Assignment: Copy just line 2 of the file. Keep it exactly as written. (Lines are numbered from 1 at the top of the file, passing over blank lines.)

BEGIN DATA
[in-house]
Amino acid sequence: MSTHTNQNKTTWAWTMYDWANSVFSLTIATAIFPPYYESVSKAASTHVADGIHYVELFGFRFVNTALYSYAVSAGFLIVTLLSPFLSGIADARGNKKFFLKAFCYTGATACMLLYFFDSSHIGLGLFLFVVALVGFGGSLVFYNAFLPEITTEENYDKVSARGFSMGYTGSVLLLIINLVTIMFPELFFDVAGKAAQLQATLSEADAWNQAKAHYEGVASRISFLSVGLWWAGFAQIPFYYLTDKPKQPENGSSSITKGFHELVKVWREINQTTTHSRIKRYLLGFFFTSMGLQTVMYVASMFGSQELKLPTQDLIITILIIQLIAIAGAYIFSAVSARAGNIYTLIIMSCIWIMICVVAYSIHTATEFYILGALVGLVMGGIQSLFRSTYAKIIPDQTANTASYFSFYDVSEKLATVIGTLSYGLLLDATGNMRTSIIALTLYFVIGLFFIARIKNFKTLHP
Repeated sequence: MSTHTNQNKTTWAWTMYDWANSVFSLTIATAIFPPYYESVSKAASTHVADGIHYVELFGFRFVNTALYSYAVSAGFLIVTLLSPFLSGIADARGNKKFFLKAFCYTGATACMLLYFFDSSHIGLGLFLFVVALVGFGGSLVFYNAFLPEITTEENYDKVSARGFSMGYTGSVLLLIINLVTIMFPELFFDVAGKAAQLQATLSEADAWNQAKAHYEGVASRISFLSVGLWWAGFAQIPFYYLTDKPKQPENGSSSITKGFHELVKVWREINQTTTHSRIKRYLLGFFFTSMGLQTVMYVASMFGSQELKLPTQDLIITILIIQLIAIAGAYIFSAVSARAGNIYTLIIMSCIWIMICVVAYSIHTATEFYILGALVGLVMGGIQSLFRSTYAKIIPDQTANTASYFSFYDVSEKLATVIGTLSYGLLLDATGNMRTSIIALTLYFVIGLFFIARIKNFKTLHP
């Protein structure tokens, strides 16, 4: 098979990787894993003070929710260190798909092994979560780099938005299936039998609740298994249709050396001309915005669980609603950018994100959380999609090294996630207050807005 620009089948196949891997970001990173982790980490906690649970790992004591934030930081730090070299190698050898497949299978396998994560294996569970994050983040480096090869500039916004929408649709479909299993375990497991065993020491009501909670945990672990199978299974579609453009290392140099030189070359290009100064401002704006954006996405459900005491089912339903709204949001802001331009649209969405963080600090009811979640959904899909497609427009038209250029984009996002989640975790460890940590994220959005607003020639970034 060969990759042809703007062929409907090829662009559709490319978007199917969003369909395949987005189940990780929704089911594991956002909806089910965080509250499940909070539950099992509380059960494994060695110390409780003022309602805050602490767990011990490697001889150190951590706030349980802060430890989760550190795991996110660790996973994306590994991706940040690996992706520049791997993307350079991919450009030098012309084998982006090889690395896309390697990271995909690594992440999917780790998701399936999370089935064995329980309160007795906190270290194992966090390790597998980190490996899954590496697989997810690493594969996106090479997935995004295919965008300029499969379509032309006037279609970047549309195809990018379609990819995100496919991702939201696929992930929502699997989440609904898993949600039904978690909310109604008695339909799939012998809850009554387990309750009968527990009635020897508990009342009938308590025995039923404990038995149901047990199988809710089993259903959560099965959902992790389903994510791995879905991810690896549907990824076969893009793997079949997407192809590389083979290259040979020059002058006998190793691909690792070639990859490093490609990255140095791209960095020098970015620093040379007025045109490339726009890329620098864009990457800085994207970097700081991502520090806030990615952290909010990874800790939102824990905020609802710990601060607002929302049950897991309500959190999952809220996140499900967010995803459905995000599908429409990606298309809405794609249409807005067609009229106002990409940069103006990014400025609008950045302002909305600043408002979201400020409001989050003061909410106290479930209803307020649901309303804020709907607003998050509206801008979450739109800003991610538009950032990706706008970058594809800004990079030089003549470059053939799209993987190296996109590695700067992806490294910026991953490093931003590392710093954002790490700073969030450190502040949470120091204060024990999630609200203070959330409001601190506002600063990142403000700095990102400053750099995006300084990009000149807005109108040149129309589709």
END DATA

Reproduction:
Amino acid sequence: MSTHTNQNKTTWAWTMYDWANSVFSLTIATAIFPPYYESVSKAASTHVADGIHYVELFGFRFVNTALYSYAVSAGFLIVTLLSPFLSGIADARGNKKFFLKAFCYTGATACMLLYFFDSSHIGLGLFLFVVALVGFGGSLVFYNAFLPEITTEENYDKVSARGFSMGYTGSVLLLIINLVTIMFPELFFDVAGKAAQLQATLSEADAWNQAKAHYEGVASRISFLSVGLWWAGFAQIPFYYLTDKPKQPENGSSSITKGFHELVKVWREINQTTTHSRIKRYLLGFFFTSMGLQTVMYVASMFGSQELKLPTQDLIITILIIQLIAIAGAYIFSAVSARAGNIYTLIIMSCIWIMICVVAYSIHTATEFYILGALVGLVMGGIQSLFRSTYAKIIPDQTANTASYFSFYDVSEKLATVIGTLSYGLLLDATGNMRTSIIALTLYFVIGLFFIARIKNFKTLHP